McIlroy and Spieth are favourites for a US Open with a difference

June 17, 2015 
This week’s US Open promises to be a tournament with a difference, taking place for the first time at Chambers Bay, in the Pacific Northwest of the United States, a links-style course, built from a sand and gravel mine just eight years ago.
New courses on the championship rota always present a challenge and 2010 Open Championship winner Louis Oosthuizen, in search of his second Major Championship victory, is one of many in the field playing a tournament here for the first time.
“Yes, it’s my first trip to Chambers Bay, I only know what I have read about it. I have now played two practice rounds and will play again on Wednesday.
“It’s not exactly a true links course, but will play somewhat similar. It is certainly very different to what we are all used to and we will need to be both physically and mentally strong to have a good week, but I am looking forward to the challenge.”
Northern Ireland’s Rory McIlroy, a Laureus Award winner, who won two Majors last year, and American Jordan Spieth, who won The Masters in April, will likely start as favourites, but as Oosthuizen says: “You can go through the field and see threats coming from everywhere.  The world's best players are at the US Open and you can't discount anybody. If you started worrying about threats, you'd never make it to the first tee.”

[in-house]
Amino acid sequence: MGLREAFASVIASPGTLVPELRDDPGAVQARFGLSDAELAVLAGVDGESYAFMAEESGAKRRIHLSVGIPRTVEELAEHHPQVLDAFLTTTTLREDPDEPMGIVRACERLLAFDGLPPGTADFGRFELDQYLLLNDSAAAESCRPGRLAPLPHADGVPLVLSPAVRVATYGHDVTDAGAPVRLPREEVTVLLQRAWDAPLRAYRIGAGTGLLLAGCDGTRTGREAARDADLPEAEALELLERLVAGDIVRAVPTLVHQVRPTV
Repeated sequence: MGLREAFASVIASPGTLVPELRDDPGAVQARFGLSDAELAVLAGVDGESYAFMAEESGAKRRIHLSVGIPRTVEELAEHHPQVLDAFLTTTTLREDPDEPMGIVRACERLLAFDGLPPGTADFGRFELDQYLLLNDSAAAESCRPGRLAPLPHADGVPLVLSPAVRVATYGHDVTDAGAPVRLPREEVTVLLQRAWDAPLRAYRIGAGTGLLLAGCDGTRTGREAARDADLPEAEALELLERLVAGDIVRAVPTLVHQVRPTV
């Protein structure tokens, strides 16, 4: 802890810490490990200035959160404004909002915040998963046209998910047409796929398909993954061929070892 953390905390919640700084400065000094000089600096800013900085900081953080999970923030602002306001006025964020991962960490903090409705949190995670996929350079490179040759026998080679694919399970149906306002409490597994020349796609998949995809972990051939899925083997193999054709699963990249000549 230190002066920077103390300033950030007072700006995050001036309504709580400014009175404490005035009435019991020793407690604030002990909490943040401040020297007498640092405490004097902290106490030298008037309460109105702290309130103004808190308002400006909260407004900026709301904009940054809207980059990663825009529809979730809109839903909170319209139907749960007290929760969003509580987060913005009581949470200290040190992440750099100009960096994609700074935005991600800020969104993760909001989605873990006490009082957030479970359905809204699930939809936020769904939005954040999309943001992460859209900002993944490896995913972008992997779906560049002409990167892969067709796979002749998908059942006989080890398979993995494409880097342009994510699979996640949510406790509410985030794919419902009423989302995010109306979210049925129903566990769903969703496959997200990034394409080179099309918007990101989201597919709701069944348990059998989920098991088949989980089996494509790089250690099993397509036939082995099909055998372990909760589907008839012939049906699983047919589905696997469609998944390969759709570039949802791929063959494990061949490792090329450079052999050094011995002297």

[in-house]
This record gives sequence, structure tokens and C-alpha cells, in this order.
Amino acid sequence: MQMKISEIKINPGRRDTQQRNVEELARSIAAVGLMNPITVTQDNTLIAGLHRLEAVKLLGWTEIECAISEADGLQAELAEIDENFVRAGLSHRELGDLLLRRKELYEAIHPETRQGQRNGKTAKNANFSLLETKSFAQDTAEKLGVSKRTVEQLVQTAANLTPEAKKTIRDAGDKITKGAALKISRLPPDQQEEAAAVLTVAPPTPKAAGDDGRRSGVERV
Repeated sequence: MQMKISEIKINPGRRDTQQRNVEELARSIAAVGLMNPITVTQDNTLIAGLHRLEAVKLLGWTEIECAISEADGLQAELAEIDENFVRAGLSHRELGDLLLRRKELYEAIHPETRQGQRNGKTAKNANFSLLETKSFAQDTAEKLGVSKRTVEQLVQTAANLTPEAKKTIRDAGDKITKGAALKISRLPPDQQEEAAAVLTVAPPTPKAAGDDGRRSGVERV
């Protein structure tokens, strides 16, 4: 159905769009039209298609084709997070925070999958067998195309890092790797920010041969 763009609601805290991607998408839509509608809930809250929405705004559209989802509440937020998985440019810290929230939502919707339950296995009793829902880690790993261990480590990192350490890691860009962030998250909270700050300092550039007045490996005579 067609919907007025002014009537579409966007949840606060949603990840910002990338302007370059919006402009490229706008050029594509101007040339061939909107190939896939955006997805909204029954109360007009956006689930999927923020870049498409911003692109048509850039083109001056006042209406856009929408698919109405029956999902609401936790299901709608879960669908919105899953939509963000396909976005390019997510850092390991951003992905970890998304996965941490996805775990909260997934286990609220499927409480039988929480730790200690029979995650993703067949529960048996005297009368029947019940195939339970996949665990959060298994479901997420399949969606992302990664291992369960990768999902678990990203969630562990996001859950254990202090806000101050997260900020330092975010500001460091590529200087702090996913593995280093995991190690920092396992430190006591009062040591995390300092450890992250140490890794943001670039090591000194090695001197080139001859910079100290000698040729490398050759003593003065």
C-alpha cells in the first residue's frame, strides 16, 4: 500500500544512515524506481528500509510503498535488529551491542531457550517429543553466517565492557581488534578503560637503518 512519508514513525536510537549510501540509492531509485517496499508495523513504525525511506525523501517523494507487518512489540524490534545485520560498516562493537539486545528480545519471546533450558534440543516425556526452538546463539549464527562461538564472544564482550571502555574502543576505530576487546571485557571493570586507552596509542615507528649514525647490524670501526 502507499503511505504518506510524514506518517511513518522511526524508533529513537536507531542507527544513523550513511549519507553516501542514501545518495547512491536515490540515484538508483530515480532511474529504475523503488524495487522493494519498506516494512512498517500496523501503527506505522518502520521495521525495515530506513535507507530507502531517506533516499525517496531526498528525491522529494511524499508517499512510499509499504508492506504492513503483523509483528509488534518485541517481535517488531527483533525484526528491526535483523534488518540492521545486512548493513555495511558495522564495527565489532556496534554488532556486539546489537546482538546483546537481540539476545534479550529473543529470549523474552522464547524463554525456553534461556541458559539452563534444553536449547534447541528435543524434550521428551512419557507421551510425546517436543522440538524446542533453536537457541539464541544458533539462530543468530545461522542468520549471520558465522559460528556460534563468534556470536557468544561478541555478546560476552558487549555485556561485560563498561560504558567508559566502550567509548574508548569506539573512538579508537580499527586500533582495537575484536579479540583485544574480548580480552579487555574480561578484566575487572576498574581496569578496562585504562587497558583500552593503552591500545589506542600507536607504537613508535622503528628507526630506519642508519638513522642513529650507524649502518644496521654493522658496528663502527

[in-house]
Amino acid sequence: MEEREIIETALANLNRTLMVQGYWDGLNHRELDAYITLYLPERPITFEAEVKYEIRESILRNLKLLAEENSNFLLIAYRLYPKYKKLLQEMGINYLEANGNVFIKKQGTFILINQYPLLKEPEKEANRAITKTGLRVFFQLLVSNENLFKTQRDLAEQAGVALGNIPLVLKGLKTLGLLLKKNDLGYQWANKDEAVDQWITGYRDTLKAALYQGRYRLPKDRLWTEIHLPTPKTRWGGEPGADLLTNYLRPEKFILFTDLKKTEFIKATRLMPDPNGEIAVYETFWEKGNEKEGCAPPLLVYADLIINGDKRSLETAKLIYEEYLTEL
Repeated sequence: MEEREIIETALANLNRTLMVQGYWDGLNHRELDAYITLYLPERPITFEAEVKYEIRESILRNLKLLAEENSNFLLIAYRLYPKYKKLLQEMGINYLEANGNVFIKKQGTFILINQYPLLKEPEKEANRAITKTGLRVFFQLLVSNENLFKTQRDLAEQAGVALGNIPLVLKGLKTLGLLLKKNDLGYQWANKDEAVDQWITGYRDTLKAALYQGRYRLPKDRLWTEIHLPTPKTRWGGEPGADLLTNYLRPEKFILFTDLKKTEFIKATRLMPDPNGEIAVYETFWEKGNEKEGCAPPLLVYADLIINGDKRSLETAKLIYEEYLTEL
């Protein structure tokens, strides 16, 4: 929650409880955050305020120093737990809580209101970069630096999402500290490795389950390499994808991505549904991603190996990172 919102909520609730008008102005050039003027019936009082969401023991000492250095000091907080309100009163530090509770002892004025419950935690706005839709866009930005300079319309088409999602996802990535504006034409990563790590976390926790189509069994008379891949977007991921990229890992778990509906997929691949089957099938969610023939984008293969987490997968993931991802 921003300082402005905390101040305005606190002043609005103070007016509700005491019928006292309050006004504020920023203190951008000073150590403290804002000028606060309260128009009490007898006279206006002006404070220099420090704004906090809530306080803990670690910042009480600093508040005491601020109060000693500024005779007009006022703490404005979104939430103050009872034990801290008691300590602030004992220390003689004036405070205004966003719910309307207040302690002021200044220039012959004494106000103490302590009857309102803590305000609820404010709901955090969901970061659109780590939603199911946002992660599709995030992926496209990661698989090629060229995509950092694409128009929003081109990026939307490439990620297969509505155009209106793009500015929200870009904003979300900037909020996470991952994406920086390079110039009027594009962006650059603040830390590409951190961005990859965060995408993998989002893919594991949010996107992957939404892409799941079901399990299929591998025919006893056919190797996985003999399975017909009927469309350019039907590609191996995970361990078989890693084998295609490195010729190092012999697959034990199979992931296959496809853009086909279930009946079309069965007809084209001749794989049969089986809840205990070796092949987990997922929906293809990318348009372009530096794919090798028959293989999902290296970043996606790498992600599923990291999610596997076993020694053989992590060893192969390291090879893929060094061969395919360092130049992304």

Germany’s Martin Kaymer. also a former Laureus Award winner, will be defending the title he won at Pinehurst. He says: “When it comes down to tournaments like this, it’s easy to motivate yourself and be 100 percent focused. So without taking anything away from regular events, I’d say the Majors are ones that really have an impact on your career.”
Oosthuizen will empathise with that after he famously won the 2010 Open Championship at St Andrews, after leading from start to finish.
He says: “Majors are different because they eventually go a long way to defining your career, but the trick is to try to treat them as you would any other tournament.  If you start getting caught up in all the hype it can affect your concentration and Majors demand total concentration.
“Once you reach a certain level in golf, then Majors are what the season revolves around so it would be fantastic to have another under my belt.”

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